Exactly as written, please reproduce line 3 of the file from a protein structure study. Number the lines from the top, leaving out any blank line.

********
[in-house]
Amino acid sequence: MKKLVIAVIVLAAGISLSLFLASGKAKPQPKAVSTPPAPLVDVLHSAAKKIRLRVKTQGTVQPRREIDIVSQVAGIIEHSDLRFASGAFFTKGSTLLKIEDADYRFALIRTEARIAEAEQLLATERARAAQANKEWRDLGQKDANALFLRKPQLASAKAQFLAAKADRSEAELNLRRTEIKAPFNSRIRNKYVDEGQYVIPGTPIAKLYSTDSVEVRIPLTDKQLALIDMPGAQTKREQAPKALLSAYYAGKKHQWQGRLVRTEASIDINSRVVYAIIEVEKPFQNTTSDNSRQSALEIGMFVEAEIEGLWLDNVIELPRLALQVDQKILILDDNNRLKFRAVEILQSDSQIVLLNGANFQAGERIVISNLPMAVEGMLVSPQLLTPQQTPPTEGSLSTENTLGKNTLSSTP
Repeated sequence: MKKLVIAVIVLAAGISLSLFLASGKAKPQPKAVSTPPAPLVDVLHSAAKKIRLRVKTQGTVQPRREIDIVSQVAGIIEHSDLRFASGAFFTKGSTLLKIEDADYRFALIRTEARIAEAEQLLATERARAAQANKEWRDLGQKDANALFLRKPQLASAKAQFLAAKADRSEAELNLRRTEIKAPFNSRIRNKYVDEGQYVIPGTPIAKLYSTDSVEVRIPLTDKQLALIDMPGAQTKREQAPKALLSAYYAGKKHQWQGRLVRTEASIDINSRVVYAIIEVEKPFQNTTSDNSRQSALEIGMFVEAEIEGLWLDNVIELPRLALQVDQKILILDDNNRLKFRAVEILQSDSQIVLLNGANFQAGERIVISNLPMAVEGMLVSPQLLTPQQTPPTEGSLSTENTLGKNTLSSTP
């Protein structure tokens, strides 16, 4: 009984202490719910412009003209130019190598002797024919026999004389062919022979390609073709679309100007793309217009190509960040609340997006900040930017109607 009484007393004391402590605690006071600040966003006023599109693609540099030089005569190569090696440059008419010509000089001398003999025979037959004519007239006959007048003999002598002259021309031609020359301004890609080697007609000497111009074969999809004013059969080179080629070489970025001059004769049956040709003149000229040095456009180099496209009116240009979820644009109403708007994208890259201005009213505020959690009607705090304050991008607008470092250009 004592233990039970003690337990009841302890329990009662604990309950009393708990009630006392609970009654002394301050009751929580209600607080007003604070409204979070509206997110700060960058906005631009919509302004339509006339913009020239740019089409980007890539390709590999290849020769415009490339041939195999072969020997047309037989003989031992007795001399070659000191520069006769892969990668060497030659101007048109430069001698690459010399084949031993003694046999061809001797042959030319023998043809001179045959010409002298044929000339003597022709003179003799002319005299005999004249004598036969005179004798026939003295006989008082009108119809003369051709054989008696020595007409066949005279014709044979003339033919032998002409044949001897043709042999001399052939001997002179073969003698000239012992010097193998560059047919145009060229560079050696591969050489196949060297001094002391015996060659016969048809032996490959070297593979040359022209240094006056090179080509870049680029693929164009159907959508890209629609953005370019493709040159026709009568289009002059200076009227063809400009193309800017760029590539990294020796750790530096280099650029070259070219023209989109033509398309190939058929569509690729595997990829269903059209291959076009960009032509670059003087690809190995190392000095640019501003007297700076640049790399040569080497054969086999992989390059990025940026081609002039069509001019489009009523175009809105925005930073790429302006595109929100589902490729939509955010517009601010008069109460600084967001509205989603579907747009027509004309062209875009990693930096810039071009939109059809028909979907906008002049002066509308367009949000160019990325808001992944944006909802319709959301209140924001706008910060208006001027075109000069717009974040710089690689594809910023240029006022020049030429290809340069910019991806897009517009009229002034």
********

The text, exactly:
Repeated sequence: MKKLVIAVIVLAAGISLSLFLASGKAKPQPKAVSTPPAPLVDVLHSAAKKIRLRVKTQGTVQPRREIDIVSQVAGIIEHSDLRFASGAFFTKGSTLLKIEDADYRFALIRTEARIAEAEQLLATERARAAQANKEWRDLGQKDANALFLRKPQLASAKAQFLAAKADRSEAELNLRRTEIKAPFNSRIRNKYVDEGQYVIPGTPIAKLYSTDSVEVRIPLTDKQLALIDMPGAQTKREQAPKALLSAYYAGKKHQWQGRLVRTEASIDINSRVVYAIIEVEKPFQNTTSDNSRQSALEIGMFVEAEIEGLWLDNVIELPRLALQVDQKILILDDNNRLKFRAVEILQSDSQIVLLNGANFQAGERIVISNLPMAVEGMLVSPQLLTPQQTPPTEGSLSTENTLGKNTLSSTP